Novak Djokovic is buzzed by a butterfly on his way to a record ninth Australian Open crown
Melbourne (AFP) - A strict vegetarian diet, spiritual guru and family hugging-sessions are among the unusual methods that have helped Novak Djokovic to take his place among the immortals of tennis.
The Serb’s ninth Australian Open victory on Sunday means he now has 18 Grand Slam crowns and is snapping at the heels of Roger Federer and Rafael Nadal, who share the record of 20 major titles.
The trio are by far the most successful men in the history of the game and Djokovic’s 7-5, 6-2, 6-2 demolition of Daniil Medvedev on Sunday at Melbourne Park was the latest emphatic endorsement of his prodigious talent and athletic ability.
Djokovic’s willingness to turn to the unusual – from hyperbaric chambers to meditation with Spanish guru Pepe Imaz, a former journeyman player who extols a “love and peace” philosophy – makes him stand out from his peers, who enjoy a more straightforward lifestyle.
He grew up in war-torn Belgrade and says he “came from nothing”, having to practise in a disused swimming pool.
The boy from the ruins of conflict has now banked more than $145 million in prize money and lives in the millionaire’s playground of Monte Carlo.
There were lingering doubts in the past about the size of his heart after a series of big-tournament retirements.
But he has surely laid those to rest after recovering from a severe abdominal injury to lift the Norman Brookes Challenge Cup for a ninth time on Sunday.
He could barely walk at times as he beat Taylor Fritz in five painful sets in the third round, and then grimaced in pain through matches against Milos Raonic and Alexander Zverev.
By the time he beat Aslan Karatsev in the semi-final he proclaimed his fitness was better than it had been all tournament.
True to his word, he was back to his imperious best in the final.
It banished memories of retiring from six previous Slams with injury, the most recent examples in the 2017 Wimbledon quarter-final against Tomas Berdych and at the 2019 US Open when two sets down to Stan Wawrinka.
It also allows Djokovic firmly to consign a torrid 12 months since his 2020 success against Dominic Thiem to the rear-view mirror.
- Covid controversy -
The coronavirus pandemic meant the world’s tennis tours were suspended in March and three months later, Djokovic took it upon himself to launch his ill-fated Adria Tour.
The tournament in Belgrade had 4,000 spectators packed in while players shook hands and took selfies with fans, and ballkids handled sweaty towels – all during a global shutdown.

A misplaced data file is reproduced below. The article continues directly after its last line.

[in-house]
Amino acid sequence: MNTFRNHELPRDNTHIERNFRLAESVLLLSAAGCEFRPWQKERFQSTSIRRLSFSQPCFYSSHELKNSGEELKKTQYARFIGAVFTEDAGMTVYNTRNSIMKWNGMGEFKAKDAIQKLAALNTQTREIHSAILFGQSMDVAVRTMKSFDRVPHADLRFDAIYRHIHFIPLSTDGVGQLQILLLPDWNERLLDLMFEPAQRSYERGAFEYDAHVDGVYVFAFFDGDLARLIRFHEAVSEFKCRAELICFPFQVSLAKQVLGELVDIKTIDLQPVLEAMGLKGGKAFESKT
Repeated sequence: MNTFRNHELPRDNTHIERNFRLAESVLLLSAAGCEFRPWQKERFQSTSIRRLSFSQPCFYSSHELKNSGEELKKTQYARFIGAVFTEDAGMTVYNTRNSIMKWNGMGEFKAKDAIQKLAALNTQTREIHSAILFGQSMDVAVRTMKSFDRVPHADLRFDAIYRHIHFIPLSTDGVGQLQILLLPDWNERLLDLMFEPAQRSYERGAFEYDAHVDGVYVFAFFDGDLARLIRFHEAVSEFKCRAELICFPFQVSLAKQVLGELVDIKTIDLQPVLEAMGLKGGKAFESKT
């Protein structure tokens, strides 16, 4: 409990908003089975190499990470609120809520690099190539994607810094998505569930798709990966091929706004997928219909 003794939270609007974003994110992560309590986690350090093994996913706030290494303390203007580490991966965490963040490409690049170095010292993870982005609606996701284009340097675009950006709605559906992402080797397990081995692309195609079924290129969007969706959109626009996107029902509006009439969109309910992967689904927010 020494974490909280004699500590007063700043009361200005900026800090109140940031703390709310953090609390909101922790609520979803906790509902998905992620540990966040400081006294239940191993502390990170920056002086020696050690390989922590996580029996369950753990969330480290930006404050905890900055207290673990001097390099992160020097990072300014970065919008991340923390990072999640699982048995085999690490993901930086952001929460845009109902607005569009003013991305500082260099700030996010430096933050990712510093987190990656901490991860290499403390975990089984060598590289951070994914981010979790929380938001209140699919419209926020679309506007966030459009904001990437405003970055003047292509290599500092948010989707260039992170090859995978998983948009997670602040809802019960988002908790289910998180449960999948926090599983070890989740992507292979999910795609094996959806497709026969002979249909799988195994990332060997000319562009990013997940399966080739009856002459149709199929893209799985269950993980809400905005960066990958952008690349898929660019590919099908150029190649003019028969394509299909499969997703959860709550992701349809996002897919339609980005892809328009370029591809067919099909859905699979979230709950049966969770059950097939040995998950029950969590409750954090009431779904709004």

Djokovic and players including Thiem and Zverev were heavily criticised for partying shirtless at a heaving Belgrade night club.
The inevitable happened. Djokovic, his wife Jelena and players Grigor Dimitrov, Borna Coric and Viktor Troicki all caught Covid.
Djokovic was then branded “tone deaf” for launching a breakaway Professional Tennis Players Association in August just as the sport was attempting to stagger back to its feet.
Days later, Djokovic was kicked out of the US Open after hitting a line judge in the throat unintentionally with a ball he slapped away in anger during the fourth round.
The distressed female oficial needed treatment on court and Djokovic apologised. “I’m extremely sorry to have caused her such stress. So unintended, so wrong,” he said.
The Covid-delayed French Open rolled around and Djokovic reached the final.
But his shot at becoming the first man to win all four Grand Slams twice since Rod Laver in 1969 ended with a whimper when he suffered a 6-0 “bagel” to Rafael Nadal on his way to a straights-sets defeat.
Djokovic whipped up another storm after players flew in to quarantine ahead of the Australian Open.
Serbia's Novak Djokovic kisses the Norman Brookes Challenge Cup after each of his nine Australian Open wins
Nick Kyrgios led a wave of criticism of the Serb for issuing a list of requests that reportedly included players being given private homes with tennis courts.
“Djokovic is a tool,” Kyrgios tweeted, as Australia’s media savaged the Serb.
His coach, Goran Ivanisevic, acknowledged it had been a difficult time for the world number one.
“He was going through a lot you know, with the US Open and a pretty poor final at Roland Garros.
“It’s not easy coming here, you spend 14 days in quarantine… and everybody is attacking him.
“Actually he needed this victory, so badly.”